Kocheshev Alexey Ivanovich
He was born in 1864 in the city of Kurgan in the family of merchant Ivan Ivanovich Kocheshev. From 1888 to 1891 he lived at the Kushvinsky factory of the Yekaterinburg district, had a small photo studio there, having received permission from the Perm governor for this. Having received permission from the Governor of Tobolsk to produce photographic works in Kurgan, he opened his photo studio in the house of the Menshikov brothers on Troitskaya Street on September 19, 1891.
In 1895, about 400 of his photographs of Kurgan and Yalutorovsky counties were presented at an agricultural and handicraft industrial exhibition in Kurgan, and for them he received a silver medal. The following year, for his photographs, A. I. Kocheshev received a Letter of Commendation at the international photographic exhibition in Moscow, organized for the 1st Congress of "Russian figures in the photographic business". By the end of the 1890s, A.I. Kocheshev achieved success in the photographic business and built his own house, which met the requirements of his profession. At the same time, his income allowed him to move from the bourgeoisie to the merchant class.
His own house was built at the crossroad of Dvoryanskaya Street and Duma Lane in Kurgan (the modern crossroad of Sovetskaya and Komsomolskaya streets). This two-storey semi-stone mansion would be typical of the merchant environment of a provincial town, if there was not simultaneous combination of features of classicism, Russian style and even some features of the Baroque. The first floor was brick, the second — wooden. There is an opinion based on the memoirs of the photographer’s daughters that the old house of Alexey Ivanovich’s father, which was previously located on their estate in the village of Paderinskoye, was moved to the second floor.
In the first years after the construction of the house, many rooms were rented out. However, Alexey Ivanovich Kocheshev was quite an enterprising person: after a while he stops renting out the premises of his house and starts using retail space for his own business. A few years after the opening of photography in the new building, he placed a printing house in the basement, and a store of stationery and photographic goods on the ground floor, although in reality the range was much wider. Magic lanterns and burners, alcohol kitchens, skis, cameras, typewriters, Christmas decorations were sold here. Over time, the entire building becomes a single complex of photographic and printing services.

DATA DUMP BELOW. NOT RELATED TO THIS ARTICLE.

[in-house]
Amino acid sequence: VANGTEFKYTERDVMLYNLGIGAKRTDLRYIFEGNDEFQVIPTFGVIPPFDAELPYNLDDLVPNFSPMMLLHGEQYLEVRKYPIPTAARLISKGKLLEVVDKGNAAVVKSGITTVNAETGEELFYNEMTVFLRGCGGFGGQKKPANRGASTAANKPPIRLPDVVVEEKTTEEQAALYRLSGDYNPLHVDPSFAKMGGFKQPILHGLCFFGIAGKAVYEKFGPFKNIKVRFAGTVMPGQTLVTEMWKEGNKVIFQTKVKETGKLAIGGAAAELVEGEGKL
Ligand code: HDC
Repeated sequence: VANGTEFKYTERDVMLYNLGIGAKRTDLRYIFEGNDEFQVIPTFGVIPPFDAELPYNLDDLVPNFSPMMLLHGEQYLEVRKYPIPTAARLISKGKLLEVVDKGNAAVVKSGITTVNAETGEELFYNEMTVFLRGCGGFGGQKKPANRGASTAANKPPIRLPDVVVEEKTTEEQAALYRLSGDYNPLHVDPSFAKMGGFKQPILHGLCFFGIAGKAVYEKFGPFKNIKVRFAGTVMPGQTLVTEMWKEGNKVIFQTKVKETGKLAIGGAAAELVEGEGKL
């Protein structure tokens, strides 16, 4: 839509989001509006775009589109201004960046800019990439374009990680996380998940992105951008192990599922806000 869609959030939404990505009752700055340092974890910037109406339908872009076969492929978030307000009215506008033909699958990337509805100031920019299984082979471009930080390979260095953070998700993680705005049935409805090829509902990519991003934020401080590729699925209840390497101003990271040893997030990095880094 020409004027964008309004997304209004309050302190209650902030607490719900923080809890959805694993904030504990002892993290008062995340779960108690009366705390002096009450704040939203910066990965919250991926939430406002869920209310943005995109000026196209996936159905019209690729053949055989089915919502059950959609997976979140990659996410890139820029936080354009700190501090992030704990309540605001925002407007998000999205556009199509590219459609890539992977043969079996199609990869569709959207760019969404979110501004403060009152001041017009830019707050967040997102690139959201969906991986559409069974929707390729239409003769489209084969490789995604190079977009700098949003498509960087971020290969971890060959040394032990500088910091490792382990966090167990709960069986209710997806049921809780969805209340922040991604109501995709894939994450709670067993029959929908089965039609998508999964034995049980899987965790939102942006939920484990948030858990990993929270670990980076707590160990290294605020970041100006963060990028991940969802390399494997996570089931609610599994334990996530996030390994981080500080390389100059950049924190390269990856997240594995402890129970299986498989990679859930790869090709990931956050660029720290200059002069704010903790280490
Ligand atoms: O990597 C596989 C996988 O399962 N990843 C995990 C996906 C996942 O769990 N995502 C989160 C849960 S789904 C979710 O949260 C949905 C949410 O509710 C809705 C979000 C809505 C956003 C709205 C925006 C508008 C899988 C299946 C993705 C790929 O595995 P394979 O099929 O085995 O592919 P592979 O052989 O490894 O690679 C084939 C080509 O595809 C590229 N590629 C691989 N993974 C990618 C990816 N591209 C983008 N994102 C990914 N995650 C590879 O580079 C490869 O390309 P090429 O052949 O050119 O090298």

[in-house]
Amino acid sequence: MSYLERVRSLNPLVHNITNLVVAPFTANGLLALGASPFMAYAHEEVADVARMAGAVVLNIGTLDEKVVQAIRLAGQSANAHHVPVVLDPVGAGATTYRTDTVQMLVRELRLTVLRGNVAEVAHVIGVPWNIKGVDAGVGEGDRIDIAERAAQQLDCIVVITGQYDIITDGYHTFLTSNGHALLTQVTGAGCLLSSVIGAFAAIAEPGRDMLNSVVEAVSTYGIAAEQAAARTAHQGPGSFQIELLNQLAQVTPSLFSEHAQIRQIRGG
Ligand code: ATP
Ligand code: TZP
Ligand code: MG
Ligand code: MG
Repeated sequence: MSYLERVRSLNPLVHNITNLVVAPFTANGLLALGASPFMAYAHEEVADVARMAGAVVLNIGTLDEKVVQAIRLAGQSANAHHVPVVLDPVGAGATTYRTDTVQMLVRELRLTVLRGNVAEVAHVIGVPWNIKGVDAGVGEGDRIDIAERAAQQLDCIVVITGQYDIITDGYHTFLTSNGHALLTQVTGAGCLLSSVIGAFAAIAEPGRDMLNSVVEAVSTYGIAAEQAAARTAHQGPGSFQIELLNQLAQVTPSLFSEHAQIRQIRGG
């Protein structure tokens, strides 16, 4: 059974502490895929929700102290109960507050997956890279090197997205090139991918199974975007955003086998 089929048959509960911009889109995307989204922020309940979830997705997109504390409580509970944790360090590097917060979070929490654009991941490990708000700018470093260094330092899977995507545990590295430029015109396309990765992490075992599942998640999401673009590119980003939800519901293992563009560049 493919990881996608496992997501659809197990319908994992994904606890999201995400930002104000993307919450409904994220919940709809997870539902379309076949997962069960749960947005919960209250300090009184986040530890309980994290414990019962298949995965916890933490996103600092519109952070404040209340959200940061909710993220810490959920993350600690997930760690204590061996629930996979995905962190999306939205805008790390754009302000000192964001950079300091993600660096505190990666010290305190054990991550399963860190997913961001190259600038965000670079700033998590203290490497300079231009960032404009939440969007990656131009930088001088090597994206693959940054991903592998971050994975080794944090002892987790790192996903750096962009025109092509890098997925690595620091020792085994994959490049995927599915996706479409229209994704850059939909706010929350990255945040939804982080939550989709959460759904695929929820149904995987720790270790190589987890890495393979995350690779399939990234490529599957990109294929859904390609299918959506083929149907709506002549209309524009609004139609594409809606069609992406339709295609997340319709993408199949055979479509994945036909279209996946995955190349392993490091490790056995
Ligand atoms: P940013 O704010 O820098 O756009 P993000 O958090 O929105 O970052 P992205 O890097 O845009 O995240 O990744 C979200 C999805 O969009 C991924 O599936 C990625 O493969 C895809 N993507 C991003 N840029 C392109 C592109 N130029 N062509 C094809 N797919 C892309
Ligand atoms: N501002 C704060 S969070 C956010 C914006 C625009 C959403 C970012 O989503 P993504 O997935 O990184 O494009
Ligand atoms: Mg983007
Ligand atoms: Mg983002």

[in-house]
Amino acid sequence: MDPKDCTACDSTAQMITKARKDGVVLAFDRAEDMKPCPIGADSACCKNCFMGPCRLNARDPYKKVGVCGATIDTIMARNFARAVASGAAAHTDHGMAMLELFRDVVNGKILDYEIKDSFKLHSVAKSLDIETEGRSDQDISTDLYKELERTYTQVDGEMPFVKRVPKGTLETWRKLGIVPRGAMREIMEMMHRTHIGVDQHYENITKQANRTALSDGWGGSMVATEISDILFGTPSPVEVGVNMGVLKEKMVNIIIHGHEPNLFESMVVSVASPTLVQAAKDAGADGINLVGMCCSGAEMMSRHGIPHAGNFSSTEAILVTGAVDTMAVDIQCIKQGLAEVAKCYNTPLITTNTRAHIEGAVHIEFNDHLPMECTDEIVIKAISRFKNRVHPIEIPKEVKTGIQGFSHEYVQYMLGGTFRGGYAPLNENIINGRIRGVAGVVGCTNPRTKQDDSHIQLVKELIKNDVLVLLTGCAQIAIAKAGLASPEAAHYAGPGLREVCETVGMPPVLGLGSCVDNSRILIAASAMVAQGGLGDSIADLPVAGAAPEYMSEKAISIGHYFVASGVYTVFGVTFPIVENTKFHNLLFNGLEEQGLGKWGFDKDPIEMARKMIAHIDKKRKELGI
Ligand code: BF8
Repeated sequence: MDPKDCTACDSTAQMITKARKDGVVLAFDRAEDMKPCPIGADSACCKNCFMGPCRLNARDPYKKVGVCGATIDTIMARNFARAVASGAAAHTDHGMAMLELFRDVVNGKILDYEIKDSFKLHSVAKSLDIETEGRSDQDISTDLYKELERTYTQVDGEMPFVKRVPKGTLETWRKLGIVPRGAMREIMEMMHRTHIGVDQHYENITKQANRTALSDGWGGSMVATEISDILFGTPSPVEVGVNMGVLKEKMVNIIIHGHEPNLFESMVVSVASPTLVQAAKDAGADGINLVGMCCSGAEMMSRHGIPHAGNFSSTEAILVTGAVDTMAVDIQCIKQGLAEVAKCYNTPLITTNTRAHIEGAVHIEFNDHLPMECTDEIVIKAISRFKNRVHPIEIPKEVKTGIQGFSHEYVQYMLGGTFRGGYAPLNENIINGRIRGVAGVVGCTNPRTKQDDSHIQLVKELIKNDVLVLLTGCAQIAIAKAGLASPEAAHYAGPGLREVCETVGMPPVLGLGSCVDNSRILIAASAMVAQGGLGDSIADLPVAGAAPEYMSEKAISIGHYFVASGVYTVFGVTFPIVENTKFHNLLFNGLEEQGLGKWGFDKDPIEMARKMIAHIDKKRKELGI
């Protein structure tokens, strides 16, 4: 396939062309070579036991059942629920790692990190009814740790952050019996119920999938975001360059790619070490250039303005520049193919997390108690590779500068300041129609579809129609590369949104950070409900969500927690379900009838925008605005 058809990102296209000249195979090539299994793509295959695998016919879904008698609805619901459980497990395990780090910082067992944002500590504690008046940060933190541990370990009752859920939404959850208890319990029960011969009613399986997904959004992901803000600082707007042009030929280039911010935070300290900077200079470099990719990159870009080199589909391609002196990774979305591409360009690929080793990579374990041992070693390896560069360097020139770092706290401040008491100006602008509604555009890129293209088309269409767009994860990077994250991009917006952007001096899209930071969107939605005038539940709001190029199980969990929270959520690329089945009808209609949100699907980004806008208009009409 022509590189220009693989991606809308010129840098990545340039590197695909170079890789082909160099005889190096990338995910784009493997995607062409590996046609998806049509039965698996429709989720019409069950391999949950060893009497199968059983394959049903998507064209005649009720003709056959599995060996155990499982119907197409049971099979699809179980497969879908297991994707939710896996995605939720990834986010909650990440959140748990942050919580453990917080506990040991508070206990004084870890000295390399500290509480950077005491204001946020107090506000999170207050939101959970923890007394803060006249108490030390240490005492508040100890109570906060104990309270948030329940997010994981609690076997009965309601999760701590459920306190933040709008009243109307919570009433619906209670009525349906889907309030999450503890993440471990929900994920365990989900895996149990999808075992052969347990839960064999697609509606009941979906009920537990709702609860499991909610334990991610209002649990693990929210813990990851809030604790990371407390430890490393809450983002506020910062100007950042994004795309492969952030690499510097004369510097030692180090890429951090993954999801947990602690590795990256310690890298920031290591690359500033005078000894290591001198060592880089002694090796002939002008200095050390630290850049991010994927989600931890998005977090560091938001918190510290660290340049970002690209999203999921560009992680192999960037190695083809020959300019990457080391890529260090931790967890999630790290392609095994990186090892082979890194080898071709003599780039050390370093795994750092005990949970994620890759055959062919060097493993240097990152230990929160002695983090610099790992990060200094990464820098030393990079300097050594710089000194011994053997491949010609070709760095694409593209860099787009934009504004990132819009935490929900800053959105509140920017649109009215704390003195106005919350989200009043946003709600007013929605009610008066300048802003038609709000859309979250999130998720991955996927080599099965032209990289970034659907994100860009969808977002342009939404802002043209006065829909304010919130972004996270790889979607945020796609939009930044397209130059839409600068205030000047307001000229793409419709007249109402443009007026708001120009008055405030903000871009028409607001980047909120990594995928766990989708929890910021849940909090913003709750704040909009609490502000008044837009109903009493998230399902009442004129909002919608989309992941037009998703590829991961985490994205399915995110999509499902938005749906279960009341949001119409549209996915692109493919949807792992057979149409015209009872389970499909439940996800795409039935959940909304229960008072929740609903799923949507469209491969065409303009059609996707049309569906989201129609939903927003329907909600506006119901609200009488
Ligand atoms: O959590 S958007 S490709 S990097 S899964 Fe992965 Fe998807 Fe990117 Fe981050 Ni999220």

Kocheshev was carried away by the turbulent events of 1905. The "Manifesto of Freedom" was printed in his printing house. Having suppressed the open revolutionary action of the Kurgan workers, the city police arrested the entire strike committee. Kocheshev, using his authority, managed to get into the prison yard and take a group picture of 14 arrested (these materials were confiscated by the police, but one picture has been preserved and is in the collection of the Museum of Local Lore). In 1907, Kocheshev filmed the May Day demonstrations.
In the same year, he began publishing his own newspaper called Kurgan News, which in 1909 was fined 500 rubles for anti-government materials. Despite this, the publication of the newspaper was soon resumed, but under the name "Kurgan Bulletin". In 1909, the printing house published the "Address Calendar and reference book of commercial and industrial firms of Kurgan and its district of Tobolsk province", which is now one of the most important sources on the history of the Kurgan of this period. In addition, Kocheshev was a successful agent of the 1st Russian Insurance Company, served as a comrade of the director of the city Public Bank Vasily Bagashev. In 1910, he was elected a vowel of the City Duma.
Until 1918, A.I. Kocheshev worked in photography, but he had to leave it. Since 1910 Alexey Ivanovich was a vowel of the City Duma, in 1918 he submitted a written application for the resignation of his powers. The Duma accepted his resignation on June 16, 1918. With the outbreak of the Civil War, the photographer’s family left for an estate in Paderinsky parish, A.I. Kocheshev himself left for Tomsk. He returned to Kurgan after the final establishment of Soviet power. The house, which the family left in perfect order before leaving, was nationalized after their return to the city (in 1919 — a photo studio, and in 1920 — printing house), a lot was stolen, most of the pictures were thrown away. Some of the photos were kept by friends and acquaintances of the photographer. Despite this, after the end of the civil war, the Kocheshevs lived in Kurgan for some time. The head of the family served at a vegetable drying plant (the former beer factory of Gampl). In 1927 they were disenfranchised. Shortly after that, A.I. Kocheshev’s family moved to Omsk, and then to Novosibirsk (formerly Novo-Nikolaevsk) for permanent residence. Here, until 1933, Alexey Ivanovich worked as a master for the repair of pavilion equipment.